To support her contention that "The requirement of payment in advance is met if the premium is paid in full before the end of the year for which it is due", the plaintiff relies principally upon Murray v. Prudential Ins. Co., 144 Pa.Super. 178, 18 A.2d 820. The point relied upon is summarized under "In Advance" in 20 Words and Phrases, Cumulative Annual Pocket Part, as follows: "A provision in life policy permitting insured to borrow from insurer with interest at 5 per cent. per annum, payable annually `in advance' on security of policy, the insured not being obligated to repay loan, merely fixed the time within each regular annual period when interest accrued and when payment was to be made, and provision could not be construed to authorize insurer to charge compound interest."


We do not think the Murray case is in point here.


Counsel have resorted to dictionary definitions to convince us that the words "in advance" are at least ambiguous. As used in the policy under consideration we do not think there is any ambiguity. The concept conveyed by the phrase is clearly expressed in the definition cited by plaintiff and found in Webster's New International Dictionary, where it is defined thus: "In advance. — a. In front; before; ahead. b. Beforehand; before receiving an equivalent."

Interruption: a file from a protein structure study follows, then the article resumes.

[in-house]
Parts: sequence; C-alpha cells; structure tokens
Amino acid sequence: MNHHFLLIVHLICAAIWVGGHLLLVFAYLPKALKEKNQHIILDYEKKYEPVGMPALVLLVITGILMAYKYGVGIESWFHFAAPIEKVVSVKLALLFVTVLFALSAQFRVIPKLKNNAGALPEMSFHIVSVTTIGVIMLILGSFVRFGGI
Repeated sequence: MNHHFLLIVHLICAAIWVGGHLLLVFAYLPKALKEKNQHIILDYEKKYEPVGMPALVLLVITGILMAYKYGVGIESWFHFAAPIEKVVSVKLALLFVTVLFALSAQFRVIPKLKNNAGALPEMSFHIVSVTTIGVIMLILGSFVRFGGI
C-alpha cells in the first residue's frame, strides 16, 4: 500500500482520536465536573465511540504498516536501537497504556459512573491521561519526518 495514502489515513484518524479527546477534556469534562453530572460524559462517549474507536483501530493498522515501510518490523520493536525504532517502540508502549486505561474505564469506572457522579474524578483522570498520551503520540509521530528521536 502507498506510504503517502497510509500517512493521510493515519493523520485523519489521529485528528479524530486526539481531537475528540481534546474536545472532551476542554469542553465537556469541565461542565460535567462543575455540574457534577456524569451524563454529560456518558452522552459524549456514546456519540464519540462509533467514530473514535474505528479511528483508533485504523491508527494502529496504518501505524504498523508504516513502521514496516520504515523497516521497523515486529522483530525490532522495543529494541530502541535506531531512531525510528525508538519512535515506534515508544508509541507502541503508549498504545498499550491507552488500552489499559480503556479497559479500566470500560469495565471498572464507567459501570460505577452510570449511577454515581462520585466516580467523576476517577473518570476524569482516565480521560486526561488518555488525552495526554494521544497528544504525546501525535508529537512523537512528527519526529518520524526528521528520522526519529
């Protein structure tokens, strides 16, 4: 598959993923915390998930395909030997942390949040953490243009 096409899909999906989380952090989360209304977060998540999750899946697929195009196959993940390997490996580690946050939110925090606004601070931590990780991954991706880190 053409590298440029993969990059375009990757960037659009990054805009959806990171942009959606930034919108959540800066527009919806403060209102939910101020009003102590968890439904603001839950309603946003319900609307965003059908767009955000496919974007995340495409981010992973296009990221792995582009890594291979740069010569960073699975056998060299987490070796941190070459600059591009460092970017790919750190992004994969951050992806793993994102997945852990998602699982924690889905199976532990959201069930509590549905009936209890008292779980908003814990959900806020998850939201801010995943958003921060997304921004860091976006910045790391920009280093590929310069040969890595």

Applying this definition to the requirement of Part C of the policy the meaning is that "each year's renewal premium" to be "paid in advance" must be paid "before" the beginning of the year.


Further, the expression "paid in advance" is not a technical expression peculiar to insurance law alone. It is used in the same sense in commercial contracts providing for payment in advance of a consideration for a benefit received; and in every such case it has the same meaning, that is, the payment must precede, or go "before" the delivery of the "benefit." For example, freight paid in advance on a cargo must be paid when the cargo is received by the carrier for shipment and not when the cargo is delivered to the consignee. Interest payable in advance on a promissory note is payable when the note is made and accepted, not when the note is due.